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Saturday's Old Photo

This is my dad’s family. I’m not sure what the occasion is, but they are all dressed up for something, aren’t they? There’s no date on the photo (Update: My sister dates the photo at about 1948), but I’d guess that the youngest children are teenagers and one son, as you can see, already has a child. My grandpa is in the center; my grandma is the second from the left; the others are their four sons, two daughters, and one granddaughter. My dad is the second from the right if you don’t count the baby.

This is what we would call a blended family. My grandma and grandpa each had two children when they married, and together they had three more, including a little boy who died when he was a few months old. There two last names—my dad and his brother were Russells and the rest were Vogts—but it was one strong family.

There are five of the six Vogt/Russell sons and daughters still living, and here you see them in a photo from their family reunion last summer. My dad is the one in the center. It’s my dad’s full brother, the son on the far left of the old photo, who is missing. The remaining brothers and sisters range in age now from their seventies to nineties.

The last time I saw this group was when my mother passed away 6 years ago. Every one of them came for the memorial service. The one brother and two sisters who still live in Kansas, along with the brother’s wife, drove all the way up to Minnesota together.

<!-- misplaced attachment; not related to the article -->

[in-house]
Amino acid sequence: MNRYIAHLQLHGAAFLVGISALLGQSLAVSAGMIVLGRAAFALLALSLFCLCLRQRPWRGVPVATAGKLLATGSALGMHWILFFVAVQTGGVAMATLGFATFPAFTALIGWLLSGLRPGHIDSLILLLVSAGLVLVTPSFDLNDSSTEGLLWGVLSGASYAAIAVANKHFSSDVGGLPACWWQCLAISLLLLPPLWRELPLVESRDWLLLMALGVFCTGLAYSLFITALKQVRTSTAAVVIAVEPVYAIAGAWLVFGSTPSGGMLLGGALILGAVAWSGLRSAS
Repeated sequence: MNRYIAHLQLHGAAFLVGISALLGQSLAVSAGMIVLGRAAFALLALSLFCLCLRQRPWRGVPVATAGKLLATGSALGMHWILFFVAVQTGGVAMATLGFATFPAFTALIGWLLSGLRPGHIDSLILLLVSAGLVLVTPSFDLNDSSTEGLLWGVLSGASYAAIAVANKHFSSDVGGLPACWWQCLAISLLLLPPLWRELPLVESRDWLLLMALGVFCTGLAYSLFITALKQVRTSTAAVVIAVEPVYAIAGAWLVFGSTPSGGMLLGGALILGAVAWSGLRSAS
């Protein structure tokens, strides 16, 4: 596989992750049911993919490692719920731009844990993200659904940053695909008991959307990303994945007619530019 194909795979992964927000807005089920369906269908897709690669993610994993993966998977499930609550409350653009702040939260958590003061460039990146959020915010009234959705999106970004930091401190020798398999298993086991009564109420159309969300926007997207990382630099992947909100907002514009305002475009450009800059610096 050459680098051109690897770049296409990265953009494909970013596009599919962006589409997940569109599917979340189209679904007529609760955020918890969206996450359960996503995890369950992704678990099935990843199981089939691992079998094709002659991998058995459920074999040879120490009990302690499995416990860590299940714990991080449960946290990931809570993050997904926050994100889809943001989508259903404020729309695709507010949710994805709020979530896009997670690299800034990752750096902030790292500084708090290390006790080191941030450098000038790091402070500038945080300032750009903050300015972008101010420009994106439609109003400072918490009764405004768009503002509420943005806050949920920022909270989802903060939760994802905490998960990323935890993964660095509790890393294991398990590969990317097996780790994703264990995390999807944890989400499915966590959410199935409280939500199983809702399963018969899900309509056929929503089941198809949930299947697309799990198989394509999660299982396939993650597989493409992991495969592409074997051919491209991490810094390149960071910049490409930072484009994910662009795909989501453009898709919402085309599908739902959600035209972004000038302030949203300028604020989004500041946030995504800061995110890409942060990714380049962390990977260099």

I’m hoping I inherited their spunk.


My Desktop Photo 91

Photo by Andrew Stark
(click on photo for larger view)


Round the Sphere Again

An all Carson edition.

You Intended - God Intended
Don Carson explains the relationship between God’s sovereignty and human responsibility using the example of Joseph. (For the Love of God)

[Joseph] does not say that during a momentary lapse on God’s part, Joseph’s brothers sold him into slavery, but that God, being a superb chess player, turned the game around and in due course made Joseph prime minister of Egypt. Still less does he say that God’s intention had been to send Joseph down to Egypt in a well-appointed chariot, but unfortunately Joseph’s brothers rather mucked up the divine plan, forcing God to respond with clever countermoves to bring about his own good purposes. Rather, in the one event – the selling of Joseph into slavery – there were two parties, and two quite different intentions.

This, says Carson, “generates many complex philosophical discussions. But the basic notion is simple.” See how he sums it all up.

Biblical Mandate or Not?
In an article from Modern Reformation, Carson sets out a few preliminary guidelines to help determine which parts of the Bible are injunctions for us and which are not. He explains the problem like this:

“Greet one another with a holy kiss”: the French do it, Arab believers do it, but by and large we do not. Are we therefore unbiblical? Jesus tells his disciples that they should wash one another’s feet (Jn 13:14), yet most of us have never done so. Why do we “disobey” that plain injunction, yet obey his injunction regarding the Lord’s Table? If we find reasons to be flexible about the “holy kiss,” how flexible may we be in other domains? May we replace the bread and wine at the Lord’s Supper with yams and goat’s milk if we are in a village church in Papua, New Guinea? If not, why not? And what about the broader questions circulating among theonomists regarding the continuing legal force of law set down under the Mosaic covenant? Should we as a nation, on the assumption that God graciously grants widespread revival and reformation, pass laws to execute adulterers by stoning? If not, why not? Is the injunction for women to keep silent in the church absolute (1 Cor 14:33-36)? If not, why not? Jesus tells Nicodemus that he must be born again if he is to enter the kingdom; he tells the rich young man that he is to sell all that he has and give it to the poor. Why do we make the former demand absolute for all persons, and apparently fudge a little on the second?

Read the six guidlines for sorting things out.